The man is charged with the murder of an eighteen-year-old, from March of 2015. He claims that he was also under the influence of alcohol at the time, which means that he wasn’t in possession of all of his faculties. He claims that he was smoking marijuana, and under the influence of PCP as well as alcohol. This affected his ability to understand both, that he was committing murder and his Miranda rights.
In support of his claim, he offers that he get extremely paranoid and makes a distinct sound when too high to concentrate or comprehend. Allegedly, while police were questioning him, he made this sound. When asked why he signed the waiver of his rights if he didn’t understand, he said that he wanted to know what police were talking about and they claimed not to be able to discuss it with him until they had his signature.
What Are Your Miranda Rights?
The language given when you are being read your rights is “You have the right to remain silent. Anything you say can and will be used against you in a court of law. You have a right to an attorney. If you cannot afford an attorney, the state will provide one for you.” While they don’t have to be exact and they are required before an arrest, they do not have to be any specific iteration. They only need to convey the message. And that message is clear and concise. You can keep quiet until you have an attorney present. This is to prevent you from incriminating yourself or saying something that you don’t understand completely. This is because anything you say after read your rights is admissible in court, in your prosecution. You do have to be made aware of these rights before an interrogation, though there are rare exceptions to the rule.
Do They Always Apply?
For Miranda Rights to apply, there are six requirements:
- There must be evidence. Remaining silent is the best way to avoid providing the police with evidence.
- The evidence must be testimonial. Your Miranda Rights or even the Fifth Amendment do not cover any evidence that you give in the form of a DNA or handwriting (hair, dental, etc.) sample. In general, you must speak these statements out loud. However, the Fifth Amendment also covers certain telling gestures.
- That evidence has to have been obtained while in the custody of the police. Establishing this is when the suspect submits to the control of the police in restraint, whether by force or voluntarily, or the officer outright states that they are arresting the suspect.
- The police must have obtained the evidence during interrogation. Interrogation is express questioning likely to elicit an incriminating response. So, your Miranda Rights do not cover any incriminating response you give during a sobriety test.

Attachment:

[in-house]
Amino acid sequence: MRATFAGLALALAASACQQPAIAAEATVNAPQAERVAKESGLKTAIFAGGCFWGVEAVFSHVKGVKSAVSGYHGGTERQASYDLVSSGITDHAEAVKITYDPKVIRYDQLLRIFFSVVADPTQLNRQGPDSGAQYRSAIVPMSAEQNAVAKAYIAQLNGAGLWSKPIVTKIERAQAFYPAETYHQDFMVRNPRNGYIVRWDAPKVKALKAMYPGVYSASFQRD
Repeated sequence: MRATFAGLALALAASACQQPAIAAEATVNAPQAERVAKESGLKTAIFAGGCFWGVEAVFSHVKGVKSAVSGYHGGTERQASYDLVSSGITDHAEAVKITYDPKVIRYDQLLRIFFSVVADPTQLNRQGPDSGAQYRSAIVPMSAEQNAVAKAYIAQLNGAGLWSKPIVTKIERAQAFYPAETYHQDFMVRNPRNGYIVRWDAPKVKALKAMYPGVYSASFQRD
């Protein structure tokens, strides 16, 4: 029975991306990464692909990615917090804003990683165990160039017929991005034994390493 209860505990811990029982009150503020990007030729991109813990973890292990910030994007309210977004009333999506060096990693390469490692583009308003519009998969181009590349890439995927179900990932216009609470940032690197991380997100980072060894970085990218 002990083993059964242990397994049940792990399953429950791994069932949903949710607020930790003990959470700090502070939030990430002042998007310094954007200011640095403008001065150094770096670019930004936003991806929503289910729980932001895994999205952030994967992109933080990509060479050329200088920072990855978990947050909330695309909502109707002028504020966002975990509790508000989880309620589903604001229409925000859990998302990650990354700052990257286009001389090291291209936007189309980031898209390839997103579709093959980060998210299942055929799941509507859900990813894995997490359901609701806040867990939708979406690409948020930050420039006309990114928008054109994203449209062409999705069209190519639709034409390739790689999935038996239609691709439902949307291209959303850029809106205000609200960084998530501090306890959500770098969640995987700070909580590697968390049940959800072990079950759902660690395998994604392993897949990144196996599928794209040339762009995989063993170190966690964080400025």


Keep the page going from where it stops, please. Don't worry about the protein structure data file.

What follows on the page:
- State-agents must be conducting the interrogation. Knowing that the person conducting the interview is a police officer is enough to meet the requirements. However, it is not if they are an undercover officer or a private citizen. There is some debate of security guards who are also police officers.
- The state must offer the evidence during a criminal proceeding. The exclusionary rule of the Fifth Amendment applies to criminal prosecution. The court will have to determine the nature of the trial, based on the nature of the sanctions imposed.
Understanding Your Miranda Rights
Evidence that the police obtain during an investigation requires that you understand your Miranda rights before you speak to police. The fifth and sixth amendments provide your right to remain silent and your right to representation by legal counsel. If all six of the requirements are met, the evidence hangs on whether the rights were expressed and whether or not the waiver of these rights was signed. You must sign the waiver voluntarily and without coercion. The accused can use state constitutions and criminal procedure statues to fight the credibility of the statement.
To read more about the case, you can start here.
If you find yourself in a situation where you aren’t sure of your rights, or you think the police are violating them, you will need a good attorney on your side. Experience in court procedures and the fifth amendment are crucial in these times and can be the difference between winning and losing a case. It isn’t a chance you want to take. This is a good place to start your research. Take the time to tell every detail you can remember of your story. You never know what can help your case and you want your lawyer to know anything that could hurt it. This is a good time for you to ask any questions you may have about your Miranda rights. You want to make sure you understand them.